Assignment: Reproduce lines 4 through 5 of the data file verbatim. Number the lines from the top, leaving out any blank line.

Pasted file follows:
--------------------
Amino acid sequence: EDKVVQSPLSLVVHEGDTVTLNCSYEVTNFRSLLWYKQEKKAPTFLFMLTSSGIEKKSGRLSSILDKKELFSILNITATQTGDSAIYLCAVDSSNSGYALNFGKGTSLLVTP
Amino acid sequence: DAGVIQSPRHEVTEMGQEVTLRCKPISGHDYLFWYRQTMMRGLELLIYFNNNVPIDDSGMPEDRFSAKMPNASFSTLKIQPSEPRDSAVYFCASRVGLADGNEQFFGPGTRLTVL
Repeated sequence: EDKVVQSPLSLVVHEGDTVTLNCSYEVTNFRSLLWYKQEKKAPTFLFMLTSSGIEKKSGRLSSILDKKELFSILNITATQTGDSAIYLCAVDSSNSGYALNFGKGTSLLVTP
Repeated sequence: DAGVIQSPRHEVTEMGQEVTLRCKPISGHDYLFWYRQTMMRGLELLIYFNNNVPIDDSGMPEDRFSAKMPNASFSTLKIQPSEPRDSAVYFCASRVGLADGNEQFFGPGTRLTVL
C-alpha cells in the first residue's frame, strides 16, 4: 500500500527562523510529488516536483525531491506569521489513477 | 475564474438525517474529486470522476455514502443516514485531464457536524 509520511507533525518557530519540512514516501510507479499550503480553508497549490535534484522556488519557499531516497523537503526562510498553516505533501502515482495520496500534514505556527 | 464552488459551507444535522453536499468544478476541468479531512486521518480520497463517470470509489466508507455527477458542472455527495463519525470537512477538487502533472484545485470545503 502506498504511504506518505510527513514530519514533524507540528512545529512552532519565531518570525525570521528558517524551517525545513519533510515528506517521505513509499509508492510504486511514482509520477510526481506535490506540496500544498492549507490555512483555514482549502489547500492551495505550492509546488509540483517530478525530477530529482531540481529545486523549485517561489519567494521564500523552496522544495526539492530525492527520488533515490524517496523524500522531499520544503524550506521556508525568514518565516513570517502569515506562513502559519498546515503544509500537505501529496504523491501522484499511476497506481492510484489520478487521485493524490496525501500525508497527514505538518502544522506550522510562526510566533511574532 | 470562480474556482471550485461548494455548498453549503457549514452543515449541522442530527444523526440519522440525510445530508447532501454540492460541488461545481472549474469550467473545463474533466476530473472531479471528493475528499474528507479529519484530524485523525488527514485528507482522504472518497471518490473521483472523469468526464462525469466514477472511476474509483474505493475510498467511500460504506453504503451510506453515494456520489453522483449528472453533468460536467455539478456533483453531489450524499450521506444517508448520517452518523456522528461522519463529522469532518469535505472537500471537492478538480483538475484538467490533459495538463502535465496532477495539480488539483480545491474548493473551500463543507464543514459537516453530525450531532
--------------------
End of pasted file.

Repeated sequence: DAGVIQSPRHEVTEMGQEVTLRCKPISGHDYLFWYRQTMMRGLELLIYFNNNVPIDDSGMPEDRFSAKMPNASFSTLKIQPSEPRDSAVYFCASRVGLADGNEQFFGPGTRLTVL
C-alpha cells in the first residue's frame, strides 16, 4: 500500500527562523510529488516536483525531491506569521489513477 | 475564474438525517474529486470522476455514502443516514485531464457536524 509520511507533525518557530519540512514516501510507479499550503480553508497549490535534484522556488519557499531516497523537503526562510498553516505533501502515482495520496500534514505556527 | 464552488459551507444535522453536499468544478476541468479531512486521518480520497463517470470509489466508507455527477458542472455527495463519525470537512477538487502533472484545485470545503 502506498504511504506518505510527513514530519514533524507540528512545529512552532519565531518570525525570521528558517524551517525545513519533510515528506517521505513509499509508492510504486511514482509520477510526481506535490506540496500544498492549507490555512483555514482549502489547500492551495505550492509546488509540483517530478525530477530529482531540481529545486523549485517561489519567494521564500523552496522544495526539492530525492527520488533515490524517496523524500522531499520544503524550506521556508525568514518565516513570517502569515506562513502559519498546515503544509500537505501529496504523491501522484499511476497506481492510484489520478487521485493524490496525501500525508497527514505538518502544522506550522510562526510566533511574532 | 470562480474556482471550485461548494455548498453549503457549514452543515449541522442530527444523526440519522440525510445530508447532501454540492460541488461545481472549474469550467473545463474533466476530473472531479471528493475528499474528507479529519484530524485523525488527514485528507482522504472518497471518490473521483472523469468526464462525469466514477472511476474509483474505493475510498467511500460504506453504503451510506453515494456520489453522483449528472453533468460536467455539478456533483453531489450524499450521506444517508448520517452518523456522528461522519463529522469532518469535505472537500471537492478538480483538475484538467490533459495538463502535465496532477495539480488539483480545491474548493473551500463543507464543514459537516453530525450531532